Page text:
Let's start with "authorial intent"
This is a much misunderstood and abused term, and I think some people might be misunderstanding it on purpose. It's a familiar term in critical discourse, and I don't know why it needs to be explained, but apparently it does. It has a specific meaning that has nothing to do with magically "knowing" what the artist was "trying to do" like some are claiming. That's just a red herring. That's not what it means at all.
Poetry is more than mere building blocks; it's communication, and all communication has a purpose, which to say it has intent. In critical discourse, engaging with "intent" has more to do with understanding how the poetry works within its given mode, understanding how a text has been assembled and reading it with an eye towards understanding its purpose, its message, and its content. For example, one would not (should not) measure a poem by E.E. Cummings with the same material yardstick one would use to measure a poem by Robert Frost, or whichever two dissimilar poets you might choose. The two poets have a different ethos, a different project, a different way of communicating, a different "intent" that is expressly manifest in their work.
It's disingenuous to say a critic cannot, given a close reading, determine the functionality of a text, and from that, extrapolate its purpose and gauge that against the traditions it either draws upon or tries to subvert. It would be an incompetent critic indeed who could not do that, but that is what it means to engage with the "intent" of a text in critical discourse. It has nothing to with reading the author's mind. If a critic understands the "intent" of a piece, for instance, he will not declare that a poem failed to be a sonnet when in fact it meant to be a lipogram, or vice versa.
Different modes of criticism have their own relationships with the idea of authorial intent: deconstructionists, post-structuralists, materialists, etc. Only the most rigidly fundamentalist critical approaches disregard "intent" completely. In doing so, they create large black holes in the reading of a text. They miss the point on purpose, so to speak. I dislike fundamentalisms of any kind, and that includes both critical and aesthetic ones. In poetics, at both the conservative and radical ends of the spectrum, you have those modes that fetishize their own kind of formalism to the detriment of (or even to the exclusion of) concerns about content. At either extreme these formalist fundamentalisms (say a revived take on the radical poetics of Oulipo or an orthodox approach to classicist meter and rhyme) you will find a kind of literary tunnel vision; the poems are toying with their physical minutiae, but they are disinterested in actually communicating much of anything. When such fundamentalists bring their aesthetic ideology (their dogma?) into the critical arena, they end up measuring poetries against it that aren't compatible with their criteria. Holders of this position cannot help but commit the fallacy of saying, "the non-traditional is bad because it is not the traditional" or vice versa. They mistake the rationalization or the justification of taste with the application of reason and critical rigor. They are, in a sense, defending a camp. They are saying: I have staked my poetic identity to this ideal, and now I must protect it and evangelize it. But creativity isn't fostered by defending a camp. It comes from exploring strange, new lands. The plural and open are fruitful, while the limited and the closed are doomed.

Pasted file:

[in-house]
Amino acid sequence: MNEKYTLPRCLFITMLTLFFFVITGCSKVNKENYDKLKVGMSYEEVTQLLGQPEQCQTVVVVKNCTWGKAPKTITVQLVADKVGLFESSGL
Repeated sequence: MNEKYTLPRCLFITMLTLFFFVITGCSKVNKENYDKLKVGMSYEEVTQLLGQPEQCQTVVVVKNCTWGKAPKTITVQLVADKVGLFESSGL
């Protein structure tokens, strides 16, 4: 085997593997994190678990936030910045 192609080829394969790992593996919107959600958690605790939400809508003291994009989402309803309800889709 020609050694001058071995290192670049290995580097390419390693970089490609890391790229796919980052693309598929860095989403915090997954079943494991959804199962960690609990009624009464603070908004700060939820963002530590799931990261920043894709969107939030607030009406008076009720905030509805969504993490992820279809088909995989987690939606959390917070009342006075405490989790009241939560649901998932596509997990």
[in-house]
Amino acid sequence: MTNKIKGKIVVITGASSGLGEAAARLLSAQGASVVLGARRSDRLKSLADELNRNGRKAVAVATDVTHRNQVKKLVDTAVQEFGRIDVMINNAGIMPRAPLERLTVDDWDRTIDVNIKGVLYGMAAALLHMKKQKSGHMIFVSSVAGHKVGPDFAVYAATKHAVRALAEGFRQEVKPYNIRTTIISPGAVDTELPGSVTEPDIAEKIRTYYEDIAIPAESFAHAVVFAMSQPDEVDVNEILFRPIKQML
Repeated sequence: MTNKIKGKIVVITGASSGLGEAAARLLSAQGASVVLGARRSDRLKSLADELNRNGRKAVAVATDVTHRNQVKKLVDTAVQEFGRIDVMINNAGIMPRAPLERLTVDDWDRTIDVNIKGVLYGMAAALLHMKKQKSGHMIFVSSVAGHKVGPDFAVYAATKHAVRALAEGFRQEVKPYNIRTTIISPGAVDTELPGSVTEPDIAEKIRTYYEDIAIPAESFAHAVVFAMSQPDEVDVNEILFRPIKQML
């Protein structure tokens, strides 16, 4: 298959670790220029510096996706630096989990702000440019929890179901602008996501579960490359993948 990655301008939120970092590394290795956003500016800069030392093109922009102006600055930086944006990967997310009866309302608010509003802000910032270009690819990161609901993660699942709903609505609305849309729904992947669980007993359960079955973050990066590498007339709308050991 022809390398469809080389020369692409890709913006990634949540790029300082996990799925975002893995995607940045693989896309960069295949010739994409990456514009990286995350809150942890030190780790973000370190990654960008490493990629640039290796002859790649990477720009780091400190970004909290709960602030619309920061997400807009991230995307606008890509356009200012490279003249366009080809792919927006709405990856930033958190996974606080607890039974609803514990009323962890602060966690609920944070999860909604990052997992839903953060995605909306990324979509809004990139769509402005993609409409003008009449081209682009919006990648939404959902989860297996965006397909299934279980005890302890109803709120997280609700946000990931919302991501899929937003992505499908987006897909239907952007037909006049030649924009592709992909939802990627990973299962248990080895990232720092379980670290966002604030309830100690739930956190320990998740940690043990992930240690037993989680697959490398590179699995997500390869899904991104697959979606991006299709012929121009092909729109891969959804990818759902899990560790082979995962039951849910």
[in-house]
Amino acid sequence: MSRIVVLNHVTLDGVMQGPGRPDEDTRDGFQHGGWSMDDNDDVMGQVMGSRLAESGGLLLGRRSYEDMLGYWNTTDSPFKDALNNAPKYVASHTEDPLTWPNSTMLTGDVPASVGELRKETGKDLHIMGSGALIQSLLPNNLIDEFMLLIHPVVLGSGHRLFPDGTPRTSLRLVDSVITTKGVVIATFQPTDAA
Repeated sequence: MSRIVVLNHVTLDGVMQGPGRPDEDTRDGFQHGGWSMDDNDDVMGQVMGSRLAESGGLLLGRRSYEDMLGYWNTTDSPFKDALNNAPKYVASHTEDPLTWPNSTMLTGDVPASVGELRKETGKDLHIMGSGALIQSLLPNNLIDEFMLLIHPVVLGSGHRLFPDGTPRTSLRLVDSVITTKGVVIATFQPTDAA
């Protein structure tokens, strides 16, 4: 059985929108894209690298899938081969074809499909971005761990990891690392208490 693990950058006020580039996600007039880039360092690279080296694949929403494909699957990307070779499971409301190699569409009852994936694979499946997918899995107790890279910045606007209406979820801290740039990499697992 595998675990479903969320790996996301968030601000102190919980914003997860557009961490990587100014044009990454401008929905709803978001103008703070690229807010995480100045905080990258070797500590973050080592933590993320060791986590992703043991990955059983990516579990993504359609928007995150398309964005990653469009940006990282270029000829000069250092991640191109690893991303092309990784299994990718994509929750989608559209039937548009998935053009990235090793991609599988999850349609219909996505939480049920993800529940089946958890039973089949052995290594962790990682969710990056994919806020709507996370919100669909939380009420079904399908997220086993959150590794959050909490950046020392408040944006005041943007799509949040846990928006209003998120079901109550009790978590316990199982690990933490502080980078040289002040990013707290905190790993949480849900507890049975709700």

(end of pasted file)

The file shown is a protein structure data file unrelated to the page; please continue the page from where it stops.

And what does this have to do with "snark"?
Quite a lot, actually.
But first, let's remind ourselves exactly what "snark" means in terms of book reviewing. The term was coined by Heidi Julavits in an essay in the March 2003 issue of The Believer magazine:
I fear that book reviews are just an opportunity for a critic to strive for humor, and to appear funny and smart and a little bit bitchy, without attempting to espouse any higher ideals—or even to try to understand, on a very localized level, what a certain book is trying to do [italics mine], even if it does it badly. This is wit for wit’s sake—or, hostility for hostility’s sake. This hostile, knowing, bitter tone of contempt is, I suspect, a bastard offspring of Orwell’s flea-weighers. I call it Snark, and it has crept with alarming speed into the reviewing community... (link)
So, according to Julavits, a refusal to engage with intent is a key ingredient in snarkiness. The critic is there to look clever and bitchy, and engagement with the books, and with literature in general, is secondary. Snarkiness is inherently self-serving, and generally at someone else’s expense. It’s selfish. I agree that this style of book reviewing has become all too prevalent in recent years. I believe that even if a reviewer dislikes a work, he can afford its author the dignity of treating it seriously, and if he does not believe a work warrants serious critical attention, positive or negative, then why review it? Just to be bitchy?
This raises another issue. Whenever the issue of snark or nastiness in reviewing is raised, someone, usually the offender, inevitably cries, "What? You don't believe in negative reviews?" Again, this is a simple case of missing the point on purpose. A bitchy tone and a critical value judgment are not the same thing. A snarky book reviewer is no more a “critic” than a muckraker like Perez Hilton is a “journalist.” A reviewer can offer a negative value judgment without being snarky, entertaining himself with his own barbs. Indeed, such a rancorous tone can be evidence of an ad hominem fallacy; if a reviewer's tone (or, indeed, his language) suggests that he believes the author is inept (rather than the text insufficient), then he is guilty of an ad hominem fallacy. This seems to go hand in hand with the fallacy that all insults are honest and all civility is phony, or that trying to hurt or demoralize people is a valid critical stance.